There was an easy mid-level boss fight, and towards the end Ekko had a boss fight with Warwick. This started off well, with you needing to run away from Warwick to survive. In the second phase, you need to fight him. Again, fighting him once was fine, but having to essentially do the same battle three times felt a little tedious.
It might seem like I’m nitpicking or being negative, but it’s probably because I’m an old gamer with high expectations. Don’t get me wrong, LoL Convergence is fine. To many League fans and non-League gamers, it will offer a fun, decent experience, much like other Riot Forge titles such as Ruined King and The Mageseeker.
So, more of the same then, but that’s no bad thing. From what we played in the demo, LoL Convergence will be a welcome addition to the ‘League of Legends Story’ series of video games.
LoL Convergence dev interview with Double Stallion Games
At the London launch event for the game, Esports News UK’s Dom Sacco had the chance to catch up with Eric Angelillo, Creative Director and Co-Art Director (and co-founder of Double Stallion), and Thomas Mir, Senior Producer at Double Stallion. You can watch the interview in full at the top of this article and see some choice quotes below.
“The direction Riot is taking with Riot Forge and being part of it is unique,” said Thomas Mir. “Not only is it cool to be able to work with the League of Legends universe, the whole experience with Riot Forge has been amazing.
“They didn’t come to us and say, ‘hey, do a game with Ekko,’ they said: ‘We love what you do – pick a champion.’
“They let us make the game we wanted to make, and supported us through it.”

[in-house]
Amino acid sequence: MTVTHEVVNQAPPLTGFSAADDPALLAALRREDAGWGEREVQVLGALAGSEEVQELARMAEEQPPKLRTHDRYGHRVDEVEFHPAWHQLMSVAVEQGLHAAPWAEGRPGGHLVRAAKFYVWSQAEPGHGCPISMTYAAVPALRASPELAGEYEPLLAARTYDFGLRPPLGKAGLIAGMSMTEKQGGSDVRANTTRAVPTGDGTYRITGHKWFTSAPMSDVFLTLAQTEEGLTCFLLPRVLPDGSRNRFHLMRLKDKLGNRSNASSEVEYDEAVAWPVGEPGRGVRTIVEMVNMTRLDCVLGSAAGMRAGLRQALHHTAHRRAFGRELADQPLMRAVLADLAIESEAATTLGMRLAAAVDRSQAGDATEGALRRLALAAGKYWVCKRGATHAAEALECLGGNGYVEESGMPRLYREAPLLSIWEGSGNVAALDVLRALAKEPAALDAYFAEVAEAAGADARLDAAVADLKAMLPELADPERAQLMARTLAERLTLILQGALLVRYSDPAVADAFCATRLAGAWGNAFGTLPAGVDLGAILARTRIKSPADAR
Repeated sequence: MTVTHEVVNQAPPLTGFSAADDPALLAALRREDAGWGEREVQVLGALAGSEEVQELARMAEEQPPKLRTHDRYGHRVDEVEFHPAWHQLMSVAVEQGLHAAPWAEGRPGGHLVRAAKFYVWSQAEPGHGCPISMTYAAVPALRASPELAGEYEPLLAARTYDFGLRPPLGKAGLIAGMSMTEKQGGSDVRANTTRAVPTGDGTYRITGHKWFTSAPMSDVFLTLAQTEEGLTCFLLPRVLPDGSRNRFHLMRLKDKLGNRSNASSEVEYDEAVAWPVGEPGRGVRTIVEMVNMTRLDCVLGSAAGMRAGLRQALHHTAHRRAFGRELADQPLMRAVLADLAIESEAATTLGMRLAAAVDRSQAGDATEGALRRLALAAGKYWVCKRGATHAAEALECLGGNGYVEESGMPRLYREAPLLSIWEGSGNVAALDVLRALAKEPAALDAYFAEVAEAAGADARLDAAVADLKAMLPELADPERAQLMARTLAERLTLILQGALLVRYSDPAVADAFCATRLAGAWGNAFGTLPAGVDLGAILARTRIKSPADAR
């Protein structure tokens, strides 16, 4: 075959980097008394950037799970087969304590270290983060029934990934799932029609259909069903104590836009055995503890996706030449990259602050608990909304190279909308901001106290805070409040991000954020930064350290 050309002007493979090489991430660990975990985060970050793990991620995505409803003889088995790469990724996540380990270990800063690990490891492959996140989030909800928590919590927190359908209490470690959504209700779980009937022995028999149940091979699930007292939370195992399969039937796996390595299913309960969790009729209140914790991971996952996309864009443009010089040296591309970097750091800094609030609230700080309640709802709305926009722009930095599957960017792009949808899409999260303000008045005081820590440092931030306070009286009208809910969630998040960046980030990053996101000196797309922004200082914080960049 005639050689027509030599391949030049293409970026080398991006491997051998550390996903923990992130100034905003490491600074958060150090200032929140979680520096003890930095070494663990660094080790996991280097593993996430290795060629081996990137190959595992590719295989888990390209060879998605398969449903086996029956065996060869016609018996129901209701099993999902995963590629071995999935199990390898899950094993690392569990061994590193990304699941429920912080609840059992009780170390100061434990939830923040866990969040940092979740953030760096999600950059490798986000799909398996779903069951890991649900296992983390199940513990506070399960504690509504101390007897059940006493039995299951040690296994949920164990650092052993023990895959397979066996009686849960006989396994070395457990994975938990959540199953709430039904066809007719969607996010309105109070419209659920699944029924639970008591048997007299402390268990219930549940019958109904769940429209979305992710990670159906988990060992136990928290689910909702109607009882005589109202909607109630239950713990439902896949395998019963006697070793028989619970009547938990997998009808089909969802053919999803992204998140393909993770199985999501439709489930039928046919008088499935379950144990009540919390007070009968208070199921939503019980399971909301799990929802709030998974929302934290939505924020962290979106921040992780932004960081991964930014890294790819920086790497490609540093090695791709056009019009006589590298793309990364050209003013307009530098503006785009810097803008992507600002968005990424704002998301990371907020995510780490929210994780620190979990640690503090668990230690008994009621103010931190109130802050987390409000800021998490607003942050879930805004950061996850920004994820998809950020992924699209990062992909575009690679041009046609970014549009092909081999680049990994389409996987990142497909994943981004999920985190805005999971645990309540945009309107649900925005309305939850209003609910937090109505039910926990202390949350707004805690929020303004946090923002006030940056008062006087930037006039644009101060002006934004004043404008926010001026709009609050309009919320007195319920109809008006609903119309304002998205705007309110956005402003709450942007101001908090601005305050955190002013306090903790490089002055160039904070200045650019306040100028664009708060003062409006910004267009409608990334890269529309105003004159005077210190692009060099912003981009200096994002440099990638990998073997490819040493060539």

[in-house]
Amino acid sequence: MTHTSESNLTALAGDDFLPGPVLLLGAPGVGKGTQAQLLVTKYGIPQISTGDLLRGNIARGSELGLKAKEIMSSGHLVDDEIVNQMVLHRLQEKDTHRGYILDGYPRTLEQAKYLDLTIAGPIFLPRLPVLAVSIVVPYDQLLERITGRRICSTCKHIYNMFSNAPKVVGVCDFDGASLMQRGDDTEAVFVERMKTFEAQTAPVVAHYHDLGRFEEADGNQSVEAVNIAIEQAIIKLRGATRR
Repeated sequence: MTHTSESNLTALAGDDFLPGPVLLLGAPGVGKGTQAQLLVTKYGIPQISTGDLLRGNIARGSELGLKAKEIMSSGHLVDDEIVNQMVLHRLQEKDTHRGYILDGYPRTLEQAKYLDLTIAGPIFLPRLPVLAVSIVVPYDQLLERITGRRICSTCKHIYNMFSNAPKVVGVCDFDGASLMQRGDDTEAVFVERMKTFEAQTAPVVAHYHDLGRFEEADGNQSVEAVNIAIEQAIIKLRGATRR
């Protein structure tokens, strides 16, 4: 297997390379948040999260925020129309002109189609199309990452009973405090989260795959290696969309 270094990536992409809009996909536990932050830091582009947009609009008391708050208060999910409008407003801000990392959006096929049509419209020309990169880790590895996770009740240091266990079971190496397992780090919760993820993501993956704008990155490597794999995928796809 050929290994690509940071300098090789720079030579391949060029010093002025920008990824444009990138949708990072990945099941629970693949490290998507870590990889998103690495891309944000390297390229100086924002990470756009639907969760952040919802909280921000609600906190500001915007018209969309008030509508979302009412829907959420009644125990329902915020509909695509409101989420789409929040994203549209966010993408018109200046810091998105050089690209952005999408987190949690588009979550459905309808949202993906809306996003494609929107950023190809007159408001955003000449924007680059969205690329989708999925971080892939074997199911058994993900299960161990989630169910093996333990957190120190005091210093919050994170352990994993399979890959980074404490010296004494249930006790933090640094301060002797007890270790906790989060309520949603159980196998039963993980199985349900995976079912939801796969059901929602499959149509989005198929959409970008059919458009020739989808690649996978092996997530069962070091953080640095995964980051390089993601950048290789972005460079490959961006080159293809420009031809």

Eric Angelillo added: “It’s all killer, no filler. We’ve crafted it to have unique mechanics, it’s not about grinding, it’s gonna be exciting through and through with lots of collectables to find.
“The focus is really on Zaun as a whole through Ekko’s perspective. Of course, we do have some champions and tons of Easter eggs for fans and players alike. Whether you know Ekko from League of Legends or Arcane, there’s a little bit of something for everyone.
“Also, I think there’s a lot of League energy in London this week, and it was awesome for us – we got to see some matches at MSI.”
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Dom is an award-winning writer and finalist of the Esports Journalist of the Year 2023 award. He graduated from Bournemouth University with a 2:1 degree in Multi-Media Journalism in 2007.
As a long-time gamer having first picked up the NES controller in the late ’80s, he has written for a range of publications including GamesTM, Nintendo Official Magazine, industry publication MCV and others. He worked as head of content for the British Esports Federation up until February 2021, when he stepped back to work full-time on Esports News UK and offer esports consultancy and freelance services. Note: Dom still produces the British Esports newsletter on a freelance basis, so our coverage of British Esports is always kept simple – usually just covering the occasional press release – because of this conflict of interest.